Your Gateway to Music and More from a Christian Perspective
     Slow down as you approach the gate, and have your change ready....
SubscribeAbout UsFeaturesNewsReviewsMoviesConcert ReviewsTop 10ResourcesContact Us
About Us

Album Reviews
Concert Reviews

Top 10
Contact Us

About a Boy
Stars: Hugh Grant, Nicholas Hoult, Toni Collette, Rachel Weisz, Victoria Smurfit, Sharon Small, Augustus Prew and Isabel Brook
Directors: Chris and Paul Weitz
Screenwriter: Peter Hedges
Universal Pictures
Rating: PG 13

Hugh Grant (Bridget Jones's Diary) plays a cad so grand you literally want to drop him to the floor and grind him with your heel. His slouching posture, smirk and callow looks personify the word "cad". In the film About a Boy, Grant gets to display his cadness to perfection, but also to show acting range that may surprise some who thought light-hearted comedy was his forte.

The story has Grant living in London and doing absolutely nothing with his life. He survives nicely, thank you, on royalties coming from a Christmas song his late father wrote. Hugh chases women like a moth goes after a light bulb---it is inevitable. His latest gimmick is to invent a son so he can attend weekly parenting classes and meet single mothers. Hugh goes on a date with a single Mom and her son, but she brings along the 12-year-old son (Nicholas Hoult) of a neighbor (Toni Collette). She suffers from depression. Soon, the precocious kid figures out Grant has no child and gently blackmail's him into dating Toni. Grant gets deeper and deeper into lies and soon, he is caught. Ah, the wrath of an emotionally wounded Mum. Can Sir Cadness redeem himself?

About a Boy is actually a study of being alone in society. The main characters are separated from others through quirks in their personality and they have to learn to overcome these quirks. Grant, for example, believes two weeks is long enough for a long-term relationship. Nicholas does strange things at school (singing in class) thinking he is pleasing his mother. Toni would rather wallow in tears then see what is happening to her son. It is only when the adults mature and see that there is a generation behind them needing help, that there is purpose to their lives. They may feel empty, but that doesn't mean everyone else has to.

Not that this film doesn't have hilarious moments such as when Grant buys a baby car seat for his car and then de-child's it by spraying it with mustard and ground potato chips. Nicholas falls for the tallest girl in his class who towers over him, or Grant thinking the perfect way to spend Christmas day is frozen dinners and watching The Bride of Frankenstein on video. Hugh is clearly out of his element in the parenting group and his attempts to invent a child are amusing.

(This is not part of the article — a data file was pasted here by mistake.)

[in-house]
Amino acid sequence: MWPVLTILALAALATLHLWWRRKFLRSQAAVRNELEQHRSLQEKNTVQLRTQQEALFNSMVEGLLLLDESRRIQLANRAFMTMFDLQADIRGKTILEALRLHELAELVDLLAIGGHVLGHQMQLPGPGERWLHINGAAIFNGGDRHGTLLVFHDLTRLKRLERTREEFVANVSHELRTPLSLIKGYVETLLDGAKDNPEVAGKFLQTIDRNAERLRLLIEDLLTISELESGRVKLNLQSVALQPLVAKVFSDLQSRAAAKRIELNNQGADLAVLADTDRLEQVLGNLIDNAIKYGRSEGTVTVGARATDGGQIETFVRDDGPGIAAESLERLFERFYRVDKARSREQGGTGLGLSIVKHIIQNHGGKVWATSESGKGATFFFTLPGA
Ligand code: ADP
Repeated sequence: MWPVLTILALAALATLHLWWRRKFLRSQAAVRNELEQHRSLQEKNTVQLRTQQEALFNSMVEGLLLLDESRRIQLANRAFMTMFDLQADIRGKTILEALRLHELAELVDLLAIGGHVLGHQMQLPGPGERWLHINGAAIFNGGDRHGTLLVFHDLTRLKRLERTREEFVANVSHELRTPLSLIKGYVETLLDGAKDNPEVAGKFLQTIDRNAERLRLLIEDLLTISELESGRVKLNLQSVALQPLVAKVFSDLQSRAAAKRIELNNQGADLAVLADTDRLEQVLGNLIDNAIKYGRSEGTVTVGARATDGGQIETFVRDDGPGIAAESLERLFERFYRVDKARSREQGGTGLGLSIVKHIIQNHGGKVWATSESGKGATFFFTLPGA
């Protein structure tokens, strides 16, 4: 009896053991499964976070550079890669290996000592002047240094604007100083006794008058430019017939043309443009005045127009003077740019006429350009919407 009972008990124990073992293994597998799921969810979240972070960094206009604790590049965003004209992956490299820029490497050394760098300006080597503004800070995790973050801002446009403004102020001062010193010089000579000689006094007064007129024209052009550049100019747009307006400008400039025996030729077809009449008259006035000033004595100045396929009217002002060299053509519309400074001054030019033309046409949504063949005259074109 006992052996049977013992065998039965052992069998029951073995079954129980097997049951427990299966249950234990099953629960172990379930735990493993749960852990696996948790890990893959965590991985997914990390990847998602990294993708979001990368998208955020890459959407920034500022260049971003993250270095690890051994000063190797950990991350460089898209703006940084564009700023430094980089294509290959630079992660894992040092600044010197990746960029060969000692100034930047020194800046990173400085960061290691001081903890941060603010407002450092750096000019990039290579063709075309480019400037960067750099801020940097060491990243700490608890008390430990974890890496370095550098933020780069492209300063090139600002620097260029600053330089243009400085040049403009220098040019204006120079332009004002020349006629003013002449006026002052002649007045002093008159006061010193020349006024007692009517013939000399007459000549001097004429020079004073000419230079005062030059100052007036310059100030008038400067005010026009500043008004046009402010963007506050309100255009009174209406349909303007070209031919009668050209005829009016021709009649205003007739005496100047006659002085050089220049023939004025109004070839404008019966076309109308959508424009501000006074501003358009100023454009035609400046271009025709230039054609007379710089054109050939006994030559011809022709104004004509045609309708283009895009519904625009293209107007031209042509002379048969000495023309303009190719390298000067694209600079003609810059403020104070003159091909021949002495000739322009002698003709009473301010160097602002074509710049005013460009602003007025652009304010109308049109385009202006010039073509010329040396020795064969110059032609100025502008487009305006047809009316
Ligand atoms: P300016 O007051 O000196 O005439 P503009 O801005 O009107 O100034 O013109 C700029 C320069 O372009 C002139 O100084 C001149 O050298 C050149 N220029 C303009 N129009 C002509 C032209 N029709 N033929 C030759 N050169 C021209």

Hugh Grant isn't afraid to work with a child actor, and I reference Bruce Willis (The Sixth Sense) here. You have to be sure of yourself in order to share the acting stage. Young Nicholas Hoult is a fine choice as the boy who tries to circumnavigate his problems at school and home as best he can. The problem I have is with Toni Collette who is so depressive; I was automatically reaching for a handkerchief watching her on the screen. It is mentioned that she has a job, but one wonders how she manages to get to work and stay there every day. The rest of the cast is wonderfully done, especially the school situation, which will remind everyone of the embarrassment of just plain growing up. The minute you hit the playground, you are scrutinized from shoe soles to head top and anything less than 100 percent perfect is considered weird. The adult world is slightly less judgmental; at least you have a few seconds before the verdict comes in.
About a Boy is not a slapstick comedy nor is it an adult comedy. It attempts to walk a fine line between showing us situations we have encountered (on a date and meeting another girlfriend/boyfriend) and how people react. The script succeeds, though the ending is a bit of a fantasy. Grant is a body language actor and can convey a mood with a twitch of his mouth that is better than ten pages of dialogue. The nasal voice and posture resembling the letter works well here and watch carefully at his body language as the film progresses. One need not hear dialogue to see what is happening. Budding actors out there, take note, you work with the entire body when you act. Families can come in many ages, temperaments, shapes and sizes.

Copyright 2002 Marie Asner
Submitted 5/7/02